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Social justice and psychology: What is, and what should be

journal contribution
posted on 2014-02-01, 00:00 authored by W R Louis, K I Mavor, Stephen La MacchiaStephen La Macchia, C E Amiot
This article proposes that all psychologists-and all psychologies-are innately concerned with justice, and yet there is no consensually defined discipline of psychology, and no consensual understanding of social justice. Adopting an intergroup and identitybased model of what is and what should be, we will describe the mechanisms whereby identities and perceptions of justice are formed, contested, and changed over time. We will argue that psychological research and practice have implications for social justice even where-and perhaps especially when-these are not made explicit. Psychology is considered as the product of diverse groups with distinct and evolving identities, and with differential access to resources and power, which dynamically contest different normative perceptions of justice. © 2014 American Psychological Association.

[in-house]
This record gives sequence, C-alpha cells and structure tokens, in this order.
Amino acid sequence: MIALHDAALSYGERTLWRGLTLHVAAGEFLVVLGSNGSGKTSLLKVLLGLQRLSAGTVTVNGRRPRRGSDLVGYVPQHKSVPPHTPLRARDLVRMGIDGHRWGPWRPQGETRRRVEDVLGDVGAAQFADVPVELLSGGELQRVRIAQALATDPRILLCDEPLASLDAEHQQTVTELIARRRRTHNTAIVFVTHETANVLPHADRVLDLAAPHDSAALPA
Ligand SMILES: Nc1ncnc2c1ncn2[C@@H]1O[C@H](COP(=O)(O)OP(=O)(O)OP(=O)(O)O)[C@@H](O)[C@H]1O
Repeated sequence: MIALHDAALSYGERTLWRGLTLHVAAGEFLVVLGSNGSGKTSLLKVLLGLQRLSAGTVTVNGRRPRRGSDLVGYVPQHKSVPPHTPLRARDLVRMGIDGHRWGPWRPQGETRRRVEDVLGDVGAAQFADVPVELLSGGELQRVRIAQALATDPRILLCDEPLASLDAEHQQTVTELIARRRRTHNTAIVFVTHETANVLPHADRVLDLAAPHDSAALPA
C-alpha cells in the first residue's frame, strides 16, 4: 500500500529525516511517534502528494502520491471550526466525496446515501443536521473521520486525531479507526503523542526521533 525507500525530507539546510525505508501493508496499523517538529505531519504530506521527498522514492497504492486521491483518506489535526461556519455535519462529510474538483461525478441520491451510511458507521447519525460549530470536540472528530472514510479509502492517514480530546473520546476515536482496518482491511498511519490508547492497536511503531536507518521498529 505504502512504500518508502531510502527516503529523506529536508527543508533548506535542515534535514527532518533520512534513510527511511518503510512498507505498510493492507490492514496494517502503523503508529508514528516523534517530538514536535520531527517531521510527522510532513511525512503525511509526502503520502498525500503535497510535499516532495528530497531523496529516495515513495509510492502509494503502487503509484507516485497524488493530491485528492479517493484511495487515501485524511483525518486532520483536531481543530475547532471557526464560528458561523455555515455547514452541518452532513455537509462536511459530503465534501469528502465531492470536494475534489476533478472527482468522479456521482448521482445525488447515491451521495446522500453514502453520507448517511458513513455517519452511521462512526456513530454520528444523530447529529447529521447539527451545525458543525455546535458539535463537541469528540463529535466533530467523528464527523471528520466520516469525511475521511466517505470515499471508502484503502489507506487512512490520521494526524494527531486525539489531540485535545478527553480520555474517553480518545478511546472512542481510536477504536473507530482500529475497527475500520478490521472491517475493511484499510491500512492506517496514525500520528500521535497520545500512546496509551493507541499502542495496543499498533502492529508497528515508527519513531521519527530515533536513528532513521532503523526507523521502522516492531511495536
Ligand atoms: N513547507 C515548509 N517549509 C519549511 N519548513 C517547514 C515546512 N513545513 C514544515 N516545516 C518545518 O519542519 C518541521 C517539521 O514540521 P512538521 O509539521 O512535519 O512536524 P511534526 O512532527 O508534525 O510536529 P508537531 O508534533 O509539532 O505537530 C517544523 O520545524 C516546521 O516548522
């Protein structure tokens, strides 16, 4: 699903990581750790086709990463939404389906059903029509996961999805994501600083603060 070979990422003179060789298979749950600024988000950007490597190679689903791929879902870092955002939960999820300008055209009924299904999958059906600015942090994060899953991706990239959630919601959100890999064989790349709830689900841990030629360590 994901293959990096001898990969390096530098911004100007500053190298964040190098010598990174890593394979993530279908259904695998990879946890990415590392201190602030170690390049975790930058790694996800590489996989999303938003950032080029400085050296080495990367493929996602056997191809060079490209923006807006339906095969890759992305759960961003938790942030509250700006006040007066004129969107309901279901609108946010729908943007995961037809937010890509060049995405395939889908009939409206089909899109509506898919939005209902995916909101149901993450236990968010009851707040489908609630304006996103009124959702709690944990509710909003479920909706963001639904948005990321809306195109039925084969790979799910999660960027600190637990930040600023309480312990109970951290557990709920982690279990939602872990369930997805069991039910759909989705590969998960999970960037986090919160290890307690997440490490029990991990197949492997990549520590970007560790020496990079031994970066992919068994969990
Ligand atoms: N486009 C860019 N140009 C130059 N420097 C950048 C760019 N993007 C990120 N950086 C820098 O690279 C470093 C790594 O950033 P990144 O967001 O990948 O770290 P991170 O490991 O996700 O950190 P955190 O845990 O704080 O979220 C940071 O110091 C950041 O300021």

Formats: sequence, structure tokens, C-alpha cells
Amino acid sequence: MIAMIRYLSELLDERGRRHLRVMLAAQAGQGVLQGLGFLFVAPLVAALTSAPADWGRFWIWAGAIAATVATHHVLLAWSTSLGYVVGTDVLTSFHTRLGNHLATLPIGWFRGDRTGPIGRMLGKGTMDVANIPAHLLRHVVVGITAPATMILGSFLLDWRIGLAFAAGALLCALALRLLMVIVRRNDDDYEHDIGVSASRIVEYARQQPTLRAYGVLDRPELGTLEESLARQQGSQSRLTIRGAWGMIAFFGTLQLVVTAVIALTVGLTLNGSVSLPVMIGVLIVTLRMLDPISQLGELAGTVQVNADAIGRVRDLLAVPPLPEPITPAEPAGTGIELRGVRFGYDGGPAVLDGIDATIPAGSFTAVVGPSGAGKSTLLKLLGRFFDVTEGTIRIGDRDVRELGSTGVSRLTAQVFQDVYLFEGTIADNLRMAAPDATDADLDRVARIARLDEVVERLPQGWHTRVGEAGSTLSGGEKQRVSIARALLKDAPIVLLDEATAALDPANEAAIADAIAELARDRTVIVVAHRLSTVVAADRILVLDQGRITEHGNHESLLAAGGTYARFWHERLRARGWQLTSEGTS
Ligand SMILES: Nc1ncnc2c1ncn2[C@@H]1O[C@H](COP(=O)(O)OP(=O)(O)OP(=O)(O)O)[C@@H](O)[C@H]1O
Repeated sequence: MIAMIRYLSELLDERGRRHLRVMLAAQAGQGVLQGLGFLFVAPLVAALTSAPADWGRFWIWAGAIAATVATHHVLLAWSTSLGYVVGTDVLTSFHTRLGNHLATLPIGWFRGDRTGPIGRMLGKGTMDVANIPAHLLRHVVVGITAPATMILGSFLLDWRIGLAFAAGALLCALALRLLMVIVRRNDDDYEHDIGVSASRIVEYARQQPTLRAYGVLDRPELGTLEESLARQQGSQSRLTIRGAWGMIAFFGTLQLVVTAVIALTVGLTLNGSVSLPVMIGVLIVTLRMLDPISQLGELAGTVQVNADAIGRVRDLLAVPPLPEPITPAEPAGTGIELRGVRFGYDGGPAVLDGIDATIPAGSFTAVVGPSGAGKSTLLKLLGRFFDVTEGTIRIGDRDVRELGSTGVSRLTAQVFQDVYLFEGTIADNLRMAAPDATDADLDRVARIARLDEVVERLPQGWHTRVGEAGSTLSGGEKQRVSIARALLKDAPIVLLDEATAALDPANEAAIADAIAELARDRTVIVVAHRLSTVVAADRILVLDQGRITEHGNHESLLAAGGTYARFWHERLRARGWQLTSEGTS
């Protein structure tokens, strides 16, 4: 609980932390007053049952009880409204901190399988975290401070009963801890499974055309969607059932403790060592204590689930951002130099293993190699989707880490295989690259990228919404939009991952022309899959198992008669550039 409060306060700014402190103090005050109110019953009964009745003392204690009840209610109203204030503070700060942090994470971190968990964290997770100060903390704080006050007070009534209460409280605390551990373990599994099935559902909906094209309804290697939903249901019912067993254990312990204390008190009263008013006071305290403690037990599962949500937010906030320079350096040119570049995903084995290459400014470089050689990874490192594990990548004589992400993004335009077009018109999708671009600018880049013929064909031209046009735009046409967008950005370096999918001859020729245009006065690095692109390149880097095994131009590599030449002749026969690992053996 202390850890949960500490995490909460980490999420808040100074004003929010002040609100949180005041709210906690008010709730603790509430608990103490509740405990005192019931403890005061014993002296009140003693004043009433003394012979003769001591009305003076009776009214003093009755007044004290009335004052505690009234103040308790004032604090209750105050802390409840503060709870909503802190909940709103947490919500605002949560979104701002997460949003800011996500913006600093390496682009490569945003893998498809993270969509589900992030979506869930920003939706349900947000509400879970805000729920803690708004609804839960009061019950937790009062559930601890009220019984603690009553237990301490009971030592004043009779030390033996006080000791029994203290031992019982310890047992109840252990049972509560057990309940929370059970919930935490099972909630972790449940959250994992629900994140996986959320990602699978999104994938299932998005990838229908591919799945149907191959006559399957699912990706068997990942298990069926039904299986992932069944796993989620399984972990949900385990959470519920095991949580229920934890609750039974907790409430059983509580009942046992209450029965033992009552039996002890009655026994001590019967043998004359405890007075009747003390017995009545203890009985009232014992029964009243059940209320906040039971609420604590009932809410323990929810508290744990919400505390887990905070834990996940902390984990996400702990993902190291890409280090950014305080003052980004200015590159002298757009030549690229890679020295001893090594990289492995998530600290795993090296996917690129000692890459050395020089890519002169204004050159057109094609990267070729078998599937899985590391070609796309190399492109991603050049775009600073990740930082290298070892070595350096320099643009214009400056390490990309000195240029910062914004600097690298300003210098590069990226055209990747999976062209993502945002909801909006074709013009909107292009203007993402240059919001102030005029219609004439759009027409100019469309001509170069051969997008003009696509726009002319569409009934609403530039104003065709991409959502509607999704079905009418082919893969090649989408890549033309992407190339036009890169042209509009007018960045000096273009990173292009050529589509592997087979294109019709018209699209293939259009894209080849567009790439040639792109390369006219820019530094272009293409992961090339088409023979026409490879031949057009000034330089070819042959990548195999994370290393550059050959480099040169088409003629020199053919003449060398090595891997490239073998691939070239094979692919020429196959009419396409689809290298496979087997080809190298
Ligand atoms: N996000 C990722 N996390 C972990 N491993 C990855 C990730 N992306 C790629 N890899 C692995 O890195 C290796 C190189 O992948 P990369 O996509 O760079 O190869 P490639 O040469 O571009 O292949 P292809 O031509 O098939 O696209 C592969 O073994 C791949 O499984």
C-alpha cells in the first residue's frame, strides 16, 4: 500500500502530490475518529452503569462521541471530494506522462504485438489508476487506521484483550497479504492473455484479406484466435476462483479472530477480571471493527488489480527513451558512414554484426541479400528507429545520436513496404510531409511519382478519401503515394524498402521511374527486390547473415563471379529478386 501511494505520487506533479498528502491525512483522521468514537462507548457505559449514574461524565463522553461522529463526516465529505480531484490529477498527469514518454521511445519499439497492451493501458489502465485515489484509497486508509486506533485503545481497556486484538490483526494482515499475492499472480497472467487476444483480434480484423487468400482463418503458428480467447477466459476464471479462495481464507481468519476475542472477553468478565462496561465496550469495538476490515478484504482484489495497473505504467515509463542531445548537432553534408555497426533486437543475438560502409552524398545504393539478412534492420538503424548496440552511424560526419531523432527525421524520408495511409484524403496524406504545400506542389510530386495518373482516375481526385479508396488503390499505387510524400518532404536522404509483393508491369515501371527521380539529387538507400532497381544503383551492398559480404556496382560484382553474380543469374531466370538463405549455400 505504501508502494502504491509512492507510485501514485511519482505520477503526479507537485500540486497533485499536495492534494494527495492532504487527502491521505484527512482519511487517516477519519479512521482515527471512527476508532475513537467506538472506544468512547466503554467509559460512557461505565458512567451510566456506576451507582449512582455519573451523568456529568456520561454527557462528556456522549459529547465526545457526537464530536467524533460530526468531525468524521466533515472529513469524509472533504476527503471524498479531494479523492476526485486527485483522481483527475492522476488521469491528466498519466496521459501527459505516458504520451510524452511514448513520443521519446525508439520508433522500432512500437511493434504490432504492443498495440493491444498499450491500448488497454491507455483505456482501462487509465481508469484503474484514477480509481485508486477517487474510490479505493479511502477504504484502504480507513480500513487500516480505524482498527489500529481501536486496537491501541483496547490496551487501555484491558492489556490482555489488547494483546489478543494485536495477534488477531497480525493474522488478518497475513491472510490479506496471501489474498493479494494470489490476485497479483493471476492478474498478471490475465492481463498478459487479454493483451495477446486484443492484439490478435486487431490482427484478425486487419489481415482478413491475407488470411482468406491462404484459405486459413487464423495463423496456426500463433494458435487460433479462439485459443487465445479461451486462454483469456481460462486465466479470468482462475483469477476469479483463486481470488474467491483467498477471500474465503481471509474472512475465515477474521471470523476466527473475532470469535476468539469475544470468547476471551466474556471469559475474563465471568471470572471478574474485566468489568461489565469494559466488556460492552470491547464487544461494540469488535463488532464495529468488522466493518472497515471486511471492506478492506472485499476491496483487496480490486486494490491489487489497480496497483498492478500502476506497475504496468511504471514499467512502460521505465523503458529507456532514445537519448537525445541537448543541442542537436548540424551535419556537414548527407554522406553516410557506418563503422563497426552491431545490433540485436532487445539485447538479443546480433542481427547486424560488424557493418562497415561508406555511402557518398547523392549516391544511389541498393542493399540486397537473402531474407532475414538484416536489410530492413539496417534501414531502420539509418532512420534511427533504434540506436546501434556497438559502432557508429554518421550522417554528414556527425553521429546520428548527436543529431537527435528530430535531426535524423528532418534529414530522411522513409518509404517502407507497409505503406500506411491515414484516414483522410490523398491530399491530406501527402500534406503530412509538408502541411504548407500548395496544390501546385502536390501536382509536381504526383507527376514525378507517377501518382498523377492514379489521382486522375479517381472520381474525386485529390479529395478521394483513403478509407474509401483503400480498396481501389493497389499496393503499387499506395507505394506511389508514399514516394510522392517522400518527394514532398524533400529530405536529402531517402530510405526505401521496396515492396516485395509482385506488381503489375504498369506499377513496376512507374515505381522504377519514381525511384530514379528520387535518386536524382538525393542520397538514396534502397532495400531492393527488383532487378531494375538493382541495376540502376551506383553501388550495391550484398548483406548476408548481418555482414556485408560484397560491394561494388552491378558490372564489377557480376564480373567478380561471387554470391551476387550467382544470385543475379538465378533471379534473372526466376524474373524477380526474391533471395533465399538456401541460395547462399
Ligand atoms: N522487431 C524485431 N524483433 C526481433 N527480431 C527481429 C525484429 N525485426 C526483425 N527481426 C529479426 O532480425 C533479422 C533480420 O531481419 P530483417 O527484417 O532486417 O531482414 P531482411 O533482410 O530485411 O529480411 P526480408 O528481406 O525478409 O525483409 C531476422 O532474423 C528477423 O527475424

History

Journal

Journal of Theoretical and Philosophical Psychology

Volume

34

Issue

1

Pagination

14 - 27

Publisher

American Psychological Association

ISSN

1068-8471

Language

eng

Publication classification

CN.1 Other journal article; C Journal article